Hepatic micrometastases outside macrometastases are present in all patients with ileal neuroendocrine primary tumour at the time of liver resection.
Journal article, Peer reviewed
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Original versionScandinavian Journal of Gastroenterology. 2019, 54 (8), 1003-1007. 10.1080/00365521.2019.1647281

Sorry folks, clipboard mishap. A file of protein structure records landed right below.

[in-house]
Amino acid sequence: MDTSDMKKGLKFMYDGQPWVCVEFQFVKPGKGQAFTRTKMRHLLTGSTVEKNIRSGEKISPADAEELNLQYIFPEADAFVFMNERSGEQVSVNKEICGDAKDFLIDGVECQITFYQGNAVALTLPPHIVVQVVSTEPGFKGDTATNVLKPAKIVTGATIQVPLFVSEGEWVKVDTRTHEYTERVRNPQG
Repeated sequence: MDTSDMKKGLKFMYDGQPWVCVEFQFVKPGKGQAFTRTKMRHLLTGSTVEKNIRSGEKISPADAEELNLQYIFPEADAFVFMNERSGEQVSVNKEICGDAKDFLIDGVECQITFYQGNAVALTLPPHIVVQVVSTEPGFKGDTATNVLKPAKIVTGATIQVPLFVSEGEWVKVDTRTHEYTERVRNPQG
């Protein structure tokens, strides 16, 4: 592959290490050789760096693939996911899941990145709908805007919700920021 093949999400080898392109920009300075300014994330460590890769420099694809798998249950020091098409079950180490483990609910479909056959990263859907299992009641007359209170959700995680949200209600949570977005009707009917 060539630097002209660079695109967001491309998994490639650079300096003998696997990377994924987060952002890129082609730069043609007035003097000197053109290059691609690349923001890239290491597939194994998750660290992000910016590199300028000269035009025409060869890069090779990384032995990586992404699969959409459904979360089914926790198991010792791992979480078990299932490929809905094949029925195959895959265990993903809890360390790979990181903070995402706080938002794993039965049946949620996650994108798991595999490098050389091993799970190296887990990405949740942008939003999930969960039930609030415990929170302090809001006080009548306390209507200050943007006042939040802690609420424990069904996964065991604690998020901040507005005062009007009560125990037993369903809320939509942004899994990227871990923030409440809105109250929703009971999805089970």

Background: Neuroendocrine tumours (NETs) in the ileum grow slowly but metastasise to the liver at an early stage. After resection of the primary tumour and mesenteric lymph nodes, selected patients with liver metastases have been operated with curative intention. Recurrence-free survival seems low, suggesting that micrometastases are present in the liver at the time of surgery. We have therefore examined whether NET metastases could be detected in perceived normal liver tissue at the time of liver resection. Material and methods: Liver tissue outside the macrometastases from patients (n = 10) operated by liver resection due to metastases from ileal NETs G1/2, were examined for NE cells by immunohistochemistry. Liver tissue from patients operated for metastatic colon cancer was used as control (n = 6). Groups of ≥3 NE cells ≥3 mm from macrometastases were considered micrometastases. Clinical course was recorded retrospectively. Results: Ten of 10 patients had micrometastases, consisting of multiple groups of NE cells. None of the control patients had NE cells in the liver tissue. After median follow-up time of 5.5 (0.8–18.7) years 6 of 10 patients had developed recurrent NET metastases detected by cross-sectional imaging. The follow-up time of the four patients without detectable metastases was 4.8 (0.8–7.5) years vs. with detectable metastases 7.9 (3.2–18.7) years. Conclusions: All patient had micrometastases outside macrometastases at the time of liver resection, suggesting that subsequently recurrent liver metastases develop from NET depositions in the liver already present at the time of surgery. The likelihood of curation by hepatic resection appears very low.